Google’s deadline for getting approval for its ICP license in China has passed, and aside from Google Suggest being blocked, there don’t seem to be major changes.
Aside from the cat-and-mouse being played out, the one thing which has irked my curiosity is that there doesn’t seem to be anyone on either side (Google or Chinese side) who wants to be openly identified with the issue. Aside from David Drummond, who blogs about China, there is no one on the Google side who has stepped up and said “This is our position and this is what we stand for”. Earlier on, it was Sergey Brin who claimed to speak for Google, taking a hard line against censorship. Would be nice if someone stopped him and asked him if he still speaks for Google on China, and what is his and/or Google’s position?
July 1 is a holiday in China, today marks the 89th anniversary of the founding of the Chinese Communist party. It is kind of curious, even ironic, how a party which was founded on supporting the workers and the proletariat against capitalism and exploitation is now sitting on the biggest pile of cash in the world. But, on reflection, it is no more strange than how a country which was founded on principles of equality, freedom and justice started out accepting slavery as an institution, and continues to struggle internally with the issue of race. Internal contradictions are normal.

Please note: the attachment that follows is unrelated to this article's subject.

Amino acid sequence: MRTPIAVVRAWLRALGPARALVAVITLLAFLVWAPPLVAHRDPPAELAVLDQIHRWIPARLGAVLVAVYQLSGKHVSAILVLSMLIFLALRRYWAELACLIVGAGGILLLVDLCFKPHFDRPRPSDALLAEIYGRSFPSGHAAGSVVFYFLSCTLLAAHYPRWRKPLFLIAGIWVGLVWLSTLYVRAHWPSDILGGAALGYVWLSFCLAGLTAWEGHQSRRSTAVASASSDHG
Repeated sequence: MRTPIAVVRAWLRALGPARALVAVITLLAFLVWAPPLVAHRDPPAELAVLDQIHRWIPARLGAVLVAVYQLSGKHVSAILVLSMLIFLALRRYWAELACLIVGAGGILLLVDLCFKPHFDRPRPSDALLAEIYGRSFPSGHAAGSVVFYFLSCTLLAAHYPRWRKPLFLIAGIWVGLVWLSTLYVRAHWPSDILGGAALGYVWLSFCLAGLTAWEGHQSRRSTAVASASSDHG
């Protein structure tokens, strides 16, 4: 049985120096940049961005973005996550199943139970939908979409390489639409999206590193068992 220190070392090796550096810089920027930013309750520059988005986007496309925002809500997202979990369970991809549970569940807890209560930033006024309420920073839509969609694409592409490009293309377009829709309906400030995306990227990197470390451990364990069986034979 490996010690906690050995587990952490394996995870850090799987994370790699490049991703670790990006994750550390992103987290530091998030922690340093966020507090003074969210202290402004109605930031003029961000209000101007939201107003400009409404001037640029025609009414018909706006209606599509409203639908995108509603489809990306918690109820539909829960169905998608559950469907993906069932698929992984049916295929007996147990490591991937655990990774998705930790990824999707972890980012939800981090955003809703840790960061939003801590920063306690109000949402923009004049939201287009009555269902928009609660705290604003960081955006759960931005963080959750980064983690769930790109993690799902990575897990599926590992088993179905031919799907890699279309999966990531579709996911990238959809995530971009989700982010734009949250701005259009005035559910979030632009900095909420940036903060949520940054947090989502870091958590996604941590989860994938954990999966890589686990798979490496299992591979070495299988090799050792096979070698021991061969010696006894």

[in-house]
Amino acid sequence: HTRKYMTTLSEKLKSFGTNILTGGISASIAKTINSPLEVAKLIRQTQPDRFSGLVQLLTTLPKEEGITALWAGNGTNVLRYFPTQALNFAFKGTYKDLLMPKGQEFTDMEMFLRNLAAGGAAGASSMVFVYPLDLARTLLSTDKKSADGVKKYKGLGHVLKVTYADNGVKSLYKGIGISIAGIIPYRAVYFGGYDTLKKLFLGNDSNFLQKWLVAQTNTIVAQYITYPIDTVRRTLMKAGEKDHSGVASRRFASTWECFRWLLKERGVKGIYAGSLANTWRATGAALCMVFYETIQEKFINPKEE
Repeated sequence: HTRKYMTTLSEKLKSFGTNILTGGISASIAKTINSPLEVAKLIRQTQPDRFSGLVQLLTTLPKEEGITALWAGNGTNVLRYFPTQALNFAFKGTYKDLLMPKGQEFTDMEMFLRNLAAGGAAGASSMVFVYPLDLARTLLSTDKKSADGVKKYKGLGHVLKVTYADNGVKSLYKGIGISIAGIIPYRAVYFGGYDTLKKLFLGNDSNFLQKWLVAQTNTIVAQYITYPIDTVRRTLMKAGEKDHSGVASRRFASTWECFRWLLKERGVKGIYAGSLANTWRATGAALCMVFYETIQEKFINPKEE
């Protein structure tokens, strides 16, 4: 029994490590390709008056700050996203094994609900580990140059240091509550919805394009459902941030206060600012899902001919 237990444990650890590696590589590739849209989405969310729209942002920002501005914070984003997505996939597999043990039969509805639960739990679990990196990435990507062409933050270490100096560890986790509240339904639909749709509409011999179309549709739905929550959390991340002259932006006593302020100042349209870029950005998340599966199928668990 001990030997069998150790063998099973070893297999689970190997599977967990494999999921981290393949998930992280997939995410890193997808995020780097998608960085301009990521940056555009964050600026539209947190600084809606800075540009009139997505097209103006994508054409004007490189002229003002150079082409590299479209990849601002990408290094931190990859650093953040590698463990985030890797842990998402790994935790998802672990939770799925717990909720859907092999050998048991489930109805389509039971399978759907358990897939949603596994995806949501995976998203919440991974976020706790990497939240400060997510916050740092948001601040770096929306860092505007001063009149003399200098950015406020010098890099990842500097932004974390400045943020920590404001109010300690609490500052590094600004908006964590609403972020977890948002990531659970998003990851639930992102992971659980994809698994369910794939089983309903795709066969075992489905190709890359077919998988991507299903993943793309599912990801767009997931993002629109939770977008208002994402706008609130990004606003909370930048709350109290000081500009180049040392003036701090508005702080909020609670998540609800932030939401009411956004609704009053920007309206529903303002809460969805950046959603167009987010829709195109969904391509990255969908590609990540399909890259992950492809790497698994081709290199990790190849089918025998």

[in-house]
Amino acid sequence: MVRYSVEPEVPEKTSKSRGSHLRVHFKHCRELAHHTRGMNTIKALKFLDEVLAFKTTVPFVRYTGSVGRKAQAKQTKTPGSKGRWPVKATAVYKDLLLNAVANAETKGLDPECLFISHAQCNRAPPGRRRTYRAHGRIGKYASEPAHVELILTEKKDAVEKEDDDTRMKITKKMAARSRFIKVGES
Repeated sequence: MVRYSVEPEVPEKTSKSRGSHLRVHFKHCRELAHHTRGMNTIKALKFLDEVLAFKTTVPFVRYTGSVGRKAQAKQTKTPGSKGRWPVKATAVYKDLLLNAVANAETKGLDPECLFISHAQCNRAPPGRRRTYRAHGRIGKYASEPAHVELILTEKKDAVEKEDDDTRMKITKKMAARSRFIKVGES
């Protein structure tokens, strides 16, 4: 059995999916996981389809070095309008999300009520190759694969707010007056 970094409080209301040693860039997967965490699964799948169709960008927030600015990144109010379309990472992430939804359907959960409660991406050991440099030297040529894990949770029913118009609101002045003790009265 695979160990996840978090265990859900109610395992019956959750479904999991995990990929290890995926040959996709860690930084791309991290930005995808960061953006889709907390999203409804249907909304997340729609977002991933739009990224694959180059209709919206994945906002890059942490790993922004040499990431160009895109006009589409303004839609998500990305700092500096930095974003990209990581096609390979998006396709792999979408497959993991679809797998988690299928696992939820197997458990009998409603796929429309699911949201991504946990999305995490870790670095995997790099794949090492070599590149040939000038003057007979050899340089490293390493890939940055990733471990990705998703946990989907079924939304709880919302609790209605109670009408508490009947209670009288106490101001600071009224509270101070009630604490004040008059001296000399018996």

Under the current Chinese administration, it seems that the government and party are trying to reconnect with their roots among the workers. This is seen through the quiet tolerance shown for Foxconn workers and for striking Honda workers. This was balanced off against not allowing these worker actions to spread.
On the surface, it seems that there is a shortage of blue-collar factory workers in China, and an excess of white-collar urban workers. Now, it is easier to get a job if you are a blue-collar worker looking for a job in a factory than for a recent university graduate looking for an office job. I expect this trend to pick up pace in coming years.
One of the biggest challenges for the party in coming years is how to rebalance the expectations of China’s new workers entering the workforce. For the vast majority of Chinese, it is logical to move from the farm to the factory, then to the city. But what happens when finding work in the city becomes very hard and highly competitive? Will China become a nation of well-paid factory workers and poorly paid white-collar workers? If that is the case, then what is the point of all that education?
These are all things the Chinese government needs to think about as Chinese society continues to change.